Surviving the Unthinkable - "Christian" Resilience

“Trauma, like beauty, is in the eye of the beholder.” – George Everly Jr., John Hopkins Center for Public Health Preparedness

Bombings, shootings, car accidents, freak accidents, tornadoes, hurricanes, mudslides – in a single moment of time, the journey on the path of life suddenly plunges us over the cliff into a dark abyss of timelessness where we have split-second choices that occur in slow-motion and affect the future course. 

At first, we feel helpless, out-of-control.  Some of us panic, others go into denial, some take action and give orders, and others are paralyzed.  These reactions can be normal, even good, to get us through the crisis.  Or they can bring us to our demise. 

After the crisis, we may be flooded with emotions or become catatonic, not wanting to feel at all.  Bouncing back is a process.  Resiliency is the ability to cope, to adapt to the trauma or stress, and to become stronger as a result.

According to Amanda Ripley, award-winning journalist for Time magazine, people who have resilience tend to also have three underlying advantages:
  1. A belief that they can influence life events
  2. A tendency to find meaningful purpose in life’s turmoil
  3. A conviction that they can learn from both positive and negative experiences.1
She claims that these beliefs act as a sort of buffer, cushioning the blow of any given disaster.  Dangers seem more manageable to these types of people, and they perform better during a crisis as a result.

If this worldview leads to resilience, what leads to the worldview?  Ripley points out that it is not an easy answer.  It’s not necessarily the yoga-practicing Buddhists.  Rather, it is people who have an abundance of confidence.    It is people who have a sense of purpose.  Surprisingly, it is people who might be perceived as annoying, self-absorbed or arrogant.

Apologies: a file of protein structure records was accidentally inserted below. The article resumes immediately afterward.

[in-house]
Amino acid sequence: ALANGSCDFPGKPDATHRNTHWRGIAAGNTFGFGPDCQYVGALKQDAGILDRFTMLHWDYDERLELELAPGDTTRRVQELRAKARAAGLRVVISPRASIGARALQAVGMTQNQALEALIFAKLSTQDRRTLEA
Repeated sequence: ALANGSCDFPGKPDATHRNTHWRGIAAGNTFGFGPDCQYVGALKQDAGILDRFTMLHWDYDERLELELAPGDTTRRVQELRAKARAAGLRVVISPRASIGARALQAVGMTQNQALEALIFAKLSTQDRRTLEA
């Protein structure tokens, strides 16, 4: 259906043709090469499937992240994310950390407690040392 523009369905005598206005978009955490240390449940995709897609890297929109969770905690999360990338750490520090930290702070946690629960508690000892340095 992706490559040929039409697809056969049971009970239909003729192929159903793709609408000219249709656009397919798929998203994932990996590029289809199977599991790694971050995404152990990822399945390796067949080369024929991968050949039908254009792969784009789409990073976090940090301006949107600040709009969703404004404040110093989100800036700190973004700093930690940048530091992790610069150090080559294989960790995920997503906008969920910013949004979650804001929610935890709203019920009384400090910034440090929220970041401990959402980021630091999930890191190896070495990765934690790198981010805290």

As a follower of Christ, God gives us a built-in sense of resiliency that grows with our faith: 
  1.  We know that God works through us to influence life events.  God hears our prayers, and we can trust the outcome to Him regardless of how it pans out.
  2.  Life’s turmoils may seem random, cruel, and senseless, but God can turn something apparently senseless into something meaningful, to fulfill something bigger that we currently cannot see or understand.
  3. Because we know that God works all things together for those who love Him (Romans 8:28), we know with conviction that God teaches us through both positive and negative experiences to transform us to become more like Jesus . 
Our resiliency may look different from the world’s resiliency.  It’s not arrogance.  It’s recognition of our weakness and our need for Jesus for every breath that we can live the life He purposes for us. We are God-absorbed, not self-absorbed.  

Our resiliency comes through faith, not through our inner strength.   Our resilience comes from leaning hard on God, depending on Him, seeking Him, relying on Him for strength, because we know that in our weakness, He makes us strong.

1Amanda Ripley, The Unthinkable: Who Survives When Disaster Strikes – and Why, Crown Publishers: New York, 2008, pages 91-92.

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